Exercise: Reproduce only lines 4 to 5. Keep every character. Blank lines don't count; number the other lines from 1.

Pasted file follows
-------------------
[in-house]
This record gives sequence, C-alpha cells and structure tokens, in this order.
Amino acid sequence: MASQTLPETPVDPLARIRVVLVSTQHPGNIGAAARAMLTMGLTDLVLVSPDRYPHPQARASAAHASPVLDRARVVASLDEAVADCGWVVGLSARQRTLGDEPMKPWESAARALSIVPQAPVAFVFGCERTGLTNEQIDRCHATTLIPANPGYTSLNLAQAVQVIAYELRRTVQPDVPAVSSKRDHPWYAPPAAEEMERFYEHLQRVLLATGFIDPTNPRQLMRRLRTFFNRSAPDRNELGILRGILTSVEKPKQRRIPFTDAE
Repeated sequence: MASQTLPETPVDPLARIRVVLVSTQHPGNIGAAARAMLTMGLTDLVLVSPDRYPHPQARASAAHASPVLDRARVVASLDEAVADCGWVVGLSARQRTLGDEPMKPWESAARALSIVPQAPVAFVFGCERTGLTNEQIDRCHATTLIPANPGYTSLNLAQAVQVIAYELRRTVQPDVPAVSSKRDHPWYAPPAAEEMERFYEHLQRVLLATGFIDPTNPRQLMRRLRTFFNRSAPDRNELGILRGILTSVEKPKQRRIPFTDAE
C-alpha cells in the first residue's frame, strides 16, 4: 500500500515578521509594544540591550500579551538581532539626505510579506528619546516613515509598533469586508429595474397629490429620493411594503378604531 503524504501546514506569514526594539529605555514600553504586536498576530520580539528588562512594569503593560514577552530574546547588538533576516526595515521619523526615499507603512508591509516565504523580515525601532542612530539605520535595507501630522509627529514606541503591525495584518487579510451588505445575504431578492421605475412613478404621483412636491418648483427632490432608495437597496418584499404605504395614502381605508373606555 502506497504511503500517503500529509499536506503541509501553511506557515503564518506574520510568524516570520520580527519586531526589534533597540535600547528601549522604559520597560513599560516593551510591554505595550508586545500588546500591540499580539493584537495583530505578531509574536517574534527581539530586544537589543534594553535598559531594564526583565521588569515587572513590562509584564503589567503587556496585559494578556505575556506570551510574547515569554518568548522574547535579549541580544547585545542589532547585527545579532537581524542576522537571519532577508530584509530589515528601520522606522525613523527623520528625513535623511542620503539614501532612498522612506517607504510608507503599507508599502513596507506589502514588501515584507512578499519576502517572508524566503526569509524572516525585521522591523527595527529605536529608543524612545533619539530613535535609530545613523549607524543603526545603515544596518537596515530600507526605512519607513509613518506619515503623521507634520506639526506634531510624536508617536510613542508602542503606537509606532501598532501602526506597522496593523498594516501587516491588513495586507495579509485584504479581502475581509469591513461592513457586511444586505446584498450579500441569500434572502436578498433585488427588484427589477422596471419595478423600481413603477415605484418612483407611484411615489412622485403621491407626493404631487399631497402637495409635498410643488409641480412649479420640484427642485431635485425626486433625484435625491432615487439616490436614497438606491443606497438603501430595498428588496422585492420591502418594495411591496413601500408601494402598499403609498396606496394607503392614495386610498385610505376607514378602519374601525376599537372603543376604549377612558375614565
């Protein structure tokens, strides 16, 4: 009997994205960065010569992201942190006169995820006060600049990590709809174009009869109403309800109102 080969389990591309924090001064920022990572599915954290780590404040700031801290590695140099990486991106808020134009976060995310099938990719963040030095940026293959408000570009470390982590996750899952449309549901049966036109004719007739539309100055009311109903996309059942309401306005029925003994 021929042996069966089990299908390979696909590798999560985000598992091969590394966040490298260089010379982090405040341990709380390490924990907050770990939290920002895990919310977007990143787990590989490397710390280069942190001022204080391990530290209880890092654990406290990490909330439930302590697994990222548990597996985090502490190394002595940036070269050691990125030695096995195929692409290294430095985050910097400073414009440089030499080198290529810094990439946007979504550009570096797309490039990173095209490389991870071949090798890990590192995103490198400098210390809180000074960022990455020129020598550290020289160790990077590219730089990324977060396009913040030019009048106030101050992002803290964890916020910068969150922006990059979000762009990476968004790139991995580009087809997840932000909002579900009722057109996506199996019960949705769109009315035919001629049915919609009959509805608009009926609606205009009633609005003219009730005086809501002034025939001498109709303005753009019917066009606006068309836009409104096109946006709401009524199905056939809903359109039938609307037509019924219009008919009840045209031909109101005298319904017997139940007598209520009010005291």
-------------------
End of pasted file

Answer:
Repeated sequence: MASQTLPETPVDPLARIRVVLVSTQHPGNIGAAARAMLTMGLTDLVLVSPDRYPHPQARASAAHASPVLDRARVVASLDEAVADCGWVVGLSARQRTLGDEPMKPWESAARALSIVPQAPVAFVFGCERTGLTNEQIDRCHATTLIPANPGYTSLNLAQAVQVIAYELRRTVQPDVPAVSSKRDHPWYAPPAAEEMERFYEHLQRVLLATGFIDPTNPRQLMRRLRTFFNRSAPDRNELGILRGILTSVEKPKQRRIPFTDAE
C-alpha cells in the first residue's frame, strides 16, 4: 500500500515578521509594544540591550500579551538581532539626505510579506528619546516613515509598533469586508429595474397629490429620493411594503378604531 503524504501546514506569514526594539529605555514600553504586536498576530520580539528588562512594569503593560514577552530574546547588538533576516526595515521619523526615499507603512508591509516565504523580515525601532542612530539605520535595507501630522509627529514606541503591525495584518487579510451588505445575504431578492421605475412613478404621483412636491418648483427632490432608495437597496418584499404605504395614502381605508373606555 502506497504511503500517503500529509499536506503541509501553511506557515503564518506574520510568524516570520520580527519586531526589534533597540535600547528601549522604559520597560513599560516593551510591554505595550508586545500588546500591540499580539493584537495583530505578531509574536517574534527581539530586544537589543534594553535598559531594564526583565521588569515587572513590562509584564503589567503587556496585559494578556505575556506570551510574547515569554518568548522574547535579549541580544547585545542589532547585527545579532537581524542576522537571519532577508530584509530589515528601520522606522525613523527623520528625513535623511542620503539614501532612498522612506517607504510608507503599507508599502513596507506589502514588501515584507512578499519576502517572508524566503526569509524572516525585521522591523527595527529605536529608543524612545533619539530613535535609530545613523549607524543603526545603515544596518537596515530600507526605512519607513509613518506619515503623521507634520506639526506634531510624536508617536510613542508602542503606537509606532501598532501602526506597522496593523498594516501587516491588513495586507495579509485584504479581502475581509469591513461592513457586511444586505446584498450579500441569500434572502436578498433585488427588484427589477422596471419595478423600481413603477415605484418612483407611484411615489412622485403621491407626493404631487399631497402637495409635498410643488409641480412649479420640484427642485431635485425626486433625484435625491432615487439616490436614497438606491443606497438603501430595498428588496422585492420591502418594495411591496413601500408601494402598499403609498396606496394607503392614495386610498385610505376607514378602519374601525376599537372603543376604549377612558375614565